Junior Retreat: a sacred sanctuary

by Jack Sloan (’23) | April 8, 2022

Photography by Grace Cargill (’23)

Even with the best organization, mindfulness practices, support systems, and good habits, no student is immune to fatigue and burnout. Sometimes, the best way to overcome the influx of daily stressors is to escape them. Junior Retreat, the shorter and more verbal precursor to the renowned silent Senior Retreat, brought a needed vacation to students and impacted many in ways they never expected.

The mysterious reputation of the retreats contributes to their success, clouding attendees’ expectations and allowing for an authentic experience. “I was going in with nothing, but when I got there, I was pleasantly surprised, and I was happy that it was kept a secret. Otherwise, I don’t think we would have formed the bonds that we did,” remarked Ellie Britt (’23). 

The juniors who attended were under the expert supervision of teachers and faculty members who led activities and offered their wisdom, such as Mr. Philip Pompei (’08), Mrs. Liz Franco (’93), Mr. Baron Cannon, Ms. Carly Deale (’16), and numerous others. They played a vital role in creating the experience. “The ‘teacher leaders’ created an environment of vulnerability that students were able to partake in, which made everyone more comfortable,” said Kate Kalcic (’23). “Without the guidance of the adults, especially adults that had done retreats before, it would not have been as enjoyable and I’m glad they were there.”

On retreats, “teacher leaders” participated in activities along with the students, many of whom are alumni and attended Junior Retreat as students themselves. They shared their different perspectives on the importance of mindfulness and personal connection to the juniors on retreat. “It helped us gain really valuable perspective, just that act of removing ourselves from the mixer of normal life at school. It gives us a new environment to reflect and share and talk and learn,” Mr. Pompei recounted. “I think that’s important at any age in life, but especially in those formative high school years when you’re learning about yourself and the type of person you want to become.”

Themes of personal exploration, self-care, mindfulness, and genuine relationships were at the forefront of the retreat’s discussions and activities. Especially after the isolation of the pandemic, it can be easy for students to feel distant from many of their peers. However, Junior Retreat tackled this often harmful mindset of seclusion by mixing around friend groups, encouraging meaningful connections, and rewarding vulnerability. Terence O’Donnell (’23) reflected on the added depth that the retreat gave to his relationships: “I got to know everybody that I already knew but in a new way. It’s like meeting people you already know.”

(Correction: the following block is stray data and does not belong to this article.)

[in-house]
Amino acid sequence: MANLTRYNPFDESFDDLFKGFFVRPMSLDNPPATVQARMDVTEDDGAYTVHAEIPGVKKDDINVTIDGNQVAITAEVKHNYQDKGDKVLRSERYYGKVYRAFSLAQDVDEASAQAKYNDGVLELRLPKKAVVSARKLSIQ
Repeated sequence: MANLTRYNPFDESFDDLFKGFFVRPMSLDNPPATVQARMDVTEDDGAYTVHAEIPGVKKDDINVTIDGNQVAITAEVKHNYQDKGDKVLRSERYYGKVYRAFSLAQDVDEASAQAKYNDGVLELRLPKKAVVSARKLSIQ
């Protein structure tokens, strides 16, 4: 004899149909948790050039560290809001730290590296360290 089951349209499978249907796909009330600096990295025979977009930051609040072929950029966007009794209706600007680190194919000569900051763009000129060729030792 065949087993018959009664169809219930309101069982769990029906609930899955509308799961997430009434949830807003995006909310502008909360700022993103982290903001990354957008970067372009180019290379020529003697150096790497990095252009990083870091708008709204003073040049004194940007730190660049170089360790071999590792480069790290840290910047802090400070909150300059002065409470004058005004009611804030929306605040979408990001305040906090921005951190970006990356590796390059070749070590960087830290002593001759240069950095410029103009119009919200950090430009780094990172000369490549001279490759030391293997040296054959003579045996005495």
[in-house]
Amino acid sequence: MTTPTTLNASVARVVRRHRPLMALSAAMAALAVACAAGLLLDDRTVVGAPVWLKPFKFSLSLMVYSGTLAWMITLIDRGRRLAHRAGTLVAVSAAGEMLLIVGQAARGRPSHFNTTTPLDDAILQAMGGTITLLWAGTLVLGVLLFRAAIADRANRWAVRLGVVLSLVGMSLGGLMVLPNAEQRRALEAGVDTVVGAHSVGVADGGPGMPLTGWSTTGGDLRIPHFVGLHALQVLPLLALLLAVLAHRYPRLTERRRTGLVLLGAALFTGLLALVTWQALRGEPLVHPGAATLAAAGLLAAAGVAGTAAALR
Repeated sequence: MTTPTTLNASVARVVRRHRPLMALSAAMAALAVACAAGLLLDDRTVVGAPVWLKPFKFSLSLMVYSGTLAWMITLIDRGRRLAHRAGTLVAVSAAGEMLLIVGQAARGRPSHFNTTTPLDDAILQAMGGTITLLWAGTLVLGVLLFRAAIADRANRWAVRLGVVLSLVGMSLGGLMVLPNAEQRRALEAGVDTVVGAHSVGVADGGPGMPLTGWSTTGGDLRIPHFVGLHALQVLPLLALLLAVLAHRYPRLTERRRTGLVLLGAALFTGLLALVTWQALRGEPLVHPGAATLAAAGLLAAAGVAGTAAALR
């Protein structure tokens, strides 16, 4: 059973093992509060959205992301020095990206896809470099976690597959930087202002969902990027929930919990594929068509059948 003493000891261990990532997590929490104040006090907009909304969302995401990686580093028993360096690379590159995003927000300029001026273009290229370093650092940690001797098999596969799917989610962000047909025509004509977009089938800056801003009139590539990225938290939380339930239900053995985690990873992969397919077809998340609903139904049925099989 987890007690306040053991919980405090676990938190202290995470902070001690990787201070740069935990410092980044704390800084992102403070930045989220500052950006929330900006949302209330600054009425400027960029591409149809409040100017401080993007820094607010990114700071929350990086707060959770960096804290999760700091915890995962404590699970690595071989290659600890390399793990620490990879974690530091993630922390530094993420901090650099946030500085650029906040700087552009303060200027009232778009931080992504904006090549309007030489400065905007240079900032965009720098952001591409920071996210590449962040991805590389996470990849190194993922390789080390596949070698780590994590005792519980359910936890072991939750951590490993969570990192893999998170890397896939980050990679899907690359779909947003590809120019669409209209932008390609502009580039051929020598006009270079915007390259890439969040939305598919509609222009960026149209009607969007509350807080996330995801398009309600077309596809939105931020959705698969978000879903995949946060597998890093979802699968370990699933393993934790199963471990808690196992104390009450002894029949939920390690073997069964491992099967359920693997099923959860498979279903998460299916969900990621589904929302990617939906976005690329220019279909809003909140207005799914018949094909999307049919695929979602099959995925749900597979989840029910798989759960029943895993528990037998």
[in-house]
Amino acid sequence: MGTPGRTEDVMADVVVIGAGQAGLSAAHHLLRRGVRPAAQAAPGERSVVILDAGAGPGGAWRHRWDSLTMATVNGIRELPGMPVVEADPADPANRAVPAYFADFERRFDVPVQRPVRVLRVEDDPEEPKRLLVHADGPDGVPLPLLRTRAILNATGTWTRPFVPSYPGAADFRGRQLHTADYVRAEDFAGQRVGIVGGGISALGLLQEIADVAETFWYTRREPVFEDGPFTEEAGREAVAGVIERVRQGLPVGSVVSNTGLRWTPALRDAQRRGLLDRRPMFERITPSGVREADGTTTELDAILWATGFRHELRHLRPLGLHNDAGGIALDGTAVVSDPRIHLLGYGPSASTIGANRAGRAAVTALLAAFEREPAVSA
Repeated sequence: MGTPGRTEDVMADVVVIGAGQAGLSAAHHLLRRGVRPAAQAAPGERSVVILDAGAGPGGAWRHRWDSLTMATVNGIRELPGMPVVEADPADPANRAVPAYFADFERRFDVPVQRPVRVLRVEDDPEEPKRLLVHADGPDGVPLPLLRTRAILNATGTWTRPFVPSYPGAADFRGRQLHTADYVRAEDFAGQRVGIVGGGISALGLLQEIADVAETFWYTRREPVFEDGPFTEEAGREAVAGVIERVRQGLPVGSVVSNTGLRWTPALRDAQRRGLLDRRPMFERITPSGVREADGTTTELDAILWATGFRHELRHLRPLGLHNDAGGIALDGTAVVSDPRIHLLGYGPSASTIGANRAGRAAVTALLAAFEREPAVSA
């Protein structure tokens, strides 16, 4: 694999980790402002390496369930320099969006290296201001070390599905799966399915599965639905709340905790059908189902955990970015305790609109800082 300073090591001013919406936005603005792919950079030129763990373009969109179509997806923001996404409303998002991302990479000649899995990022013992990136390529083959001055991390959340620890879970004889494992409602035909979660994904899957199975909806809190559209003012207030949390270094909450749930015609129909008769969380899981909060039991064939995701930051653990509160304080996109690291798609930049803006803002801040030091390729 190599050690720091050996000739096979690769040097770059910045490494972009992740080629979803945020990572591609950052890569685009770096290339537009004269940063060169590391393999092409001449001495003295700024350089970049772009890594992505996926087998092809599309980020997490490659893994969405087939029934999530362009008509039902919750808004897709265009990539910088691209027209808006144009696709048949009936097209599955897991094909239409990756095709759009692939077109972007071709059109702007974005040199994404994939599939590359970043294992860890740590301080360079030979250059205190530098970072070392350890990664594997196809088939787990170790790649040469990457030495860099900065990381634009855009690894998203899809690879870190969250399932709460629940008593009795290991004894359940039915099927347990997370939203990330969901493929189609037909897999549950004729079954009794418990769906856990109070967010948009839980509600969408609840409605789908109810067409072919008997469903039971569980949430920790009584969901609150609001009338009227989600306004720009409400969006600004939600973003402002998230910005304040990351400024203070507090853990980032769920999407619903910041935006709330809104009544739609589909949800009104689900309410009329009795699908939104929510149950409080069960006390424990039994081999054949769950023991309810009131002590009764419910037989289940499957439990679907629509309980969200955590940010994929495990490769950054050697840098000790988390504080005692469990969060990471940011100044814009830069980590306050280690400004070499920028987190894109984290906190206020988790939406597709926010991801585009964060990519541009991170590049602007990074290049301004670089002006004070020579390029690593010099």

Not only did the retreat strengthen friendships, but its experiences often led to long-lasting realizations. Grace Cargill (’23) commented, “My biggest takeaway was that there’s always going to be a community wherever you go, especially at Saint Francis.”

With the large class sizes and hectic schedules at Saint Francis, it is often convenient to categorize people by one aspect of their personality such as “nerd” or “jock” without genuinely knowing them beforehand. However, the retreat combatted this detrimental labeling by enlightening attendees on their fellow Lancers’ personal experiences. “I interacted with a lot of people that I don’t usually talk to and got to hear their stories, which definitely taught me to be more empathetic with people and be less judgmental,” shared Emerson Sawyer (’23).  

In line with the social themes of the activities, one of the most important aspects of Junior Retreat is taking the time to understand the downfalls of shallow judgments, and realizing the value that each person can have when given the opportunity. Bella Ereno (’23) concluded: “It would be fun if more people did the retreat, because everyone at retreat comes together.”

Categories: Features

1 reply »

  1. Nicely done, Jack. I would say the retreat was successful if the participants came away with even a little bit of insight as to how the mind is always quick to form a judgment on others. How to remain open…there’s a lifelong practice.

    Big hug, Granpa


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